REVIEW: ‘Frozenheim’ is Beautiful, But Could Use More Depth (PC)

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Frozenheim - But Why Tho

Frozenheim is a real-time strategy city-building game set in the age of Vikings. A classic real-time strategy game similar to games like Age of Empires, although not as complicated as many games of the genre have become over the years, the game is developed by the folks at Paranoid Interactive and published by Hyperstrange and is available now on Steam. The core gameplay loop is straightforward; farm resources, build up your settlement, explore the surrounding areas, and build up an army to either defend or attack the other armies you encounter. Frozenheim feels extremely easy to pick up, and within minutes of playing, I already had a really good grip on how the game functions. The downside of that is that some game modes are “solved” pretty easily, but I’ll get more into that in a bit.

The two main options for players are the single-player campaign and multiplayer games. The campaign consists of several different stories that players can go through, and they really help serve as an extended tutorial to help players understand all of the mechanics of the games. The base tutorial does not really go into many of the options, so I appreciated the extended chance to learn via the campaign. The Viking stories are also really interesting, fans of Norse lore and mythology will find plenty to enjoy even if the story never gets very deep. The objective-based gameplay of the single-player campaign is also a nice change of pace from the free-for-all modes available in multiplayer.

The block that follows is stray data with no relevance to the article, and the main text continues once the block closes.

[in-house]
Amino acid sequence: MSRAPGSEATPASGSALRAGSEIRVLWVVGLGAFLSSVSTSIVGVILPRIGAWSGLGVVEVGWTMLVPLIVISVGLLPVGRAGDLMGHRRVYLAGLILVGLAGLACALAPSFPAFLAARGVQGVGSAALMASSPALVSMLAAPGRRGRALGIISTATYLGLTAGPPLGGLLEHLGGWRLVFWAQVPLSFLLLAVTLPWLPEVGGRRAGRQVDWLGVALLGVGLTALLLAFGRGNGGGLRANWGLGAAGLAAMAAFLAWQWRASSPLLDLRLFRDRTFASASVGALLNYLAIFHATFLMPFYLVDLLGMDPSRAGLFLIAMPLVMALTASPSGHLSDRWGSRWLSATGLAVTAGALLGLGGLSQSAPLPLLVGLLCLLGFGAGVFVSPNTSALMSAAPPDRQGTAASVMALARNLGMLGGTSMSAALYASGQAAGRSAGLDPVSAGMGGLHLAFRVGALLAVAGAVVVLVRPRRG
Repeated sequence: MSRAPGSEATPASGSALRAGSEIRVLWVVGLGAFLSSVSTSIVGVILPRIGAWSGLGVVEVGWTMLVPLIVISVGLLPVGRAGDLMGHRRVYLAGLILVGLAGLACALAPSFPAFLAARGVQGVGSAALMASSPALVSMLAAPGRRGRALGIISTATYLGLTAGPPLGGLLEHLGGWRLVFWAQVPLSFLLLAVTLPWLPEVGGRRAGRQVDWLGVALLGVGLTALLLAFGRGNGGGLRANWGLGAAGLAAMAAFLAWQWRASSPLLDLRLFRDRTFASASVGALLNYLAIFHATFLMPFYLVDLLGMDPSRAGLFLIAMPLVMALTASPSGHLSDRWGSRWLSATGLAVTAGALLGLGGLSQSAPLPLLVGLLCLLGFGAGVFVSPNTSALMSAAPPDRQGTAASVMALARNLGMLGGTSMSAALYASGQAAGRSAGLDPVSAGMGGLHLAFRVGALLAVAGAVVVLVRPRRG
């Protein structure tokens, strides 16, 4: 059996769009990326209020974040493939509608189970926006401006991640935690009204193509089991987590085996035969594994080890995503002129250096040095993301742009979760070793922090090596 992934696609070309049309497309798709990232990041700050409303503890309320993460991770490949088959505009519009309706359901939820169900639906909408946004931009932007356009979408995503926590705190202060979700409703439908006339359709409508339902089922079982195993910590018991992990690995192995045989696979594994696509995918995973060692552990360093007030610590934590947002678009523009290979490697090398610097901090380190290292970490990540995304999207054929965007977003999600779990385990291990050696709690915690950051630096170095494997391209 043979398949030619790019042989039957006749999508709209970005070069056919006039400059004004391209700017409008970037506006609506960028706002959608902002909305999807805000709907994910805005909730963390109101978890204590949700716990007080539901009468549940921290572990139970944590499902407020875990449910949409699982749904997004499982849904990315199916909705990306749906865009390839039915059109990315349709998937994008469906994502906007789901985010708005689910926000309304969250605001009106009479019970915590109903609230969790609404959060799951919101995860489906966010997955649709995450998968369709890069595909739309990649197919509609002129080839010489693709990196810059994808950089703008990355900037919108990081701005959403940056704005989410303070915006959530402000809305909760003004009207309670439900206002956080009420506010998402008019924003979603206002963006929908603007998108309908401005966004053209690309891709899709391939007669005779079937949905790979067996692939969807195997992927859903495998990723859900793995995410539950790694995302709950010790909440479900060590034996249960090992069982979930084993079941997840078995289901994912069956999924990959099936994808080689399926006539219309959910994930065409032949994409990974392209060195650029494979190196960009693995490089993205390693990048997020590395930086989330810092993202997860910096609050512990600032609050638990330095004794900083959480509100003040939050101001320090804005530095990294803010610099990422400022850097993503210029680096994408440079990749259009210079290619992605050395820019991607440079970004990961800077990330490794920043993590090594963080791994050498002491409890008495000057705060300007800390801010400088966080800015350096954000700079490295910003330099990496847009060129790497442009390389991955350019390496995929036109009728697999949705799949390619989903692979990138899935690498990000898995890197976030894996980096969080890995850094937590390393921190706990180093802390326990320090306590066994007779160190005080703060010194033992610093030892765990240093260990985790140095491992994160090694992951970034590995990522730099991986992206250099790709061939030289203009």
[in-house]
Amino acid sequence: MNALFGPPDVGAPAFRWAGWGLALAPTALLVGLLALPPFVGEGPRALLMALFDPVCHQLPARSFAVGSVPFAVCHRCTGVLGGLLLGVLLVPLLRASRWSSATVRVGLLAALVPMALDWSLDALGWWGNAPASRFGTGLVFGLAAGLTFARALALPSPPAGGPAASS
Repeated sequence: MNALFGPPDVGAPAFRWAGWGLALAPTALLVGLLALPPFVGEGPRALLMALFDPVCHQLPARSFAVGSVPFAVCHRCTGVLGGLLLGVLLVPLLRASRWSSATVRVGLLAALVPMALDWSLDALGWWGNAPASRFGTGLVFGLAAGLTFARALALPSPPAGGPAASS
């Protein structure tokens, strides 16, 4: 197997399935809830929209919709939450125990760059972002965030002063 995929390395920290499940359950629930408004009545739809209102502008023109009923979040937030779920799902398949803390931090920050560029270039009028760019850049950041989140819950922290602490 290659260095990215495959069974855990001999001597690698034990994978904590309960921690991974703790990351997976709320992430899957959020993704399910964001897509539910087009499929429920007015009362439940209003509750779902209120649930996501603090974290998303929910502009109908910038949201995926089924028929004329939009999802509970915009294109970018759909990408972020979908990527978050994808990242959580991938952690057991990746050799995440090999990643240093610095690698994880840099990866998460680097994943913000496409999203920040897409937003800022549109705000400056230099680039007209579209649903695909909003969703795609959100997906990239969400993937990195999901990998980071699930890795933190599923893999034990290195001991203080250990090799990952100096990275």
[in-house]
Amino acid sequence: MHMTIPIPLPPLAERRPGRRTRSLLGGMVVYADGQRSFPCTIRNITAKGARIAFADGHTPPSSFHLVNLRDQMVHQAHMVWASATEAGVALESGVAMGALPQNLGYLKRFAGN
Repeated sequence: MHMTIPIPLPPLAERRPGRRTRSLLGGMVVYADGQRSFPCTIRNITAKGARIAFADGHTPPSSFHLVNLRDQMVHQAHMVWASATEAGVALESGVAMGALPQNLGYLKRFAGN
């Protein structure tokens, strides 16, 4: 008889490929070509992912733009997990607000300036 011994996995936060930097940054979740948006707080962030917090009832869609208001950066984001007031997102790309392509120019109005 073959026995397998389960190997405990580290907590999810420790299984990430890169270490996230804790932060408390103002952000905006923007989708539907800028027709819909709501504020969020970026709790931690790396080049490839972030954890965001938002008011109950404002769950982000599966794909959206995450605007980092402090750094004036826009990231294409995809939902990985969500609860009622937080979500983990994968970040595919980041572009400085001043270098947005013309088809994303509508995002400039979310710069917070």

Multiplayer in Frozenheim is where the game really has a chance to shine. There are three game modes within multiplayer available to choose from; survival, city builder, or skirmish. City builder is the simplest mode, for players who just want to build and expand their city without worrying about getting sucked into challenging battles. It’s the type of mode I enjoyed playing while watching Netflix, just a nice little relaxing mode for players who don’t want to get too serious. Skirmish mode is the more traditional gameplay, with each Jarl building up their homestead and armies to either wipe each other out or bring about Ragnarok by finding special in-game locations. I didn’t have a problem with either mode, as both present different opportunities for players of all skill levels and desire for intensity.

Survival mode, however, is where I ran into my first real “issue” with the game. While the other game modes allow players plenty of options on how to approach the game, survival is really only viable if you build walls and watchtowers to defend against the incoming waves. Now, that certainly makes sense in a wave-based defense mode, but what really stunk is that about an hour into every version of survival mode I played I had enough defenses to leave the game running and walk away for 20 minutes at a time. I did occasionally have to come back to set workers to repair my gates, but that was really it.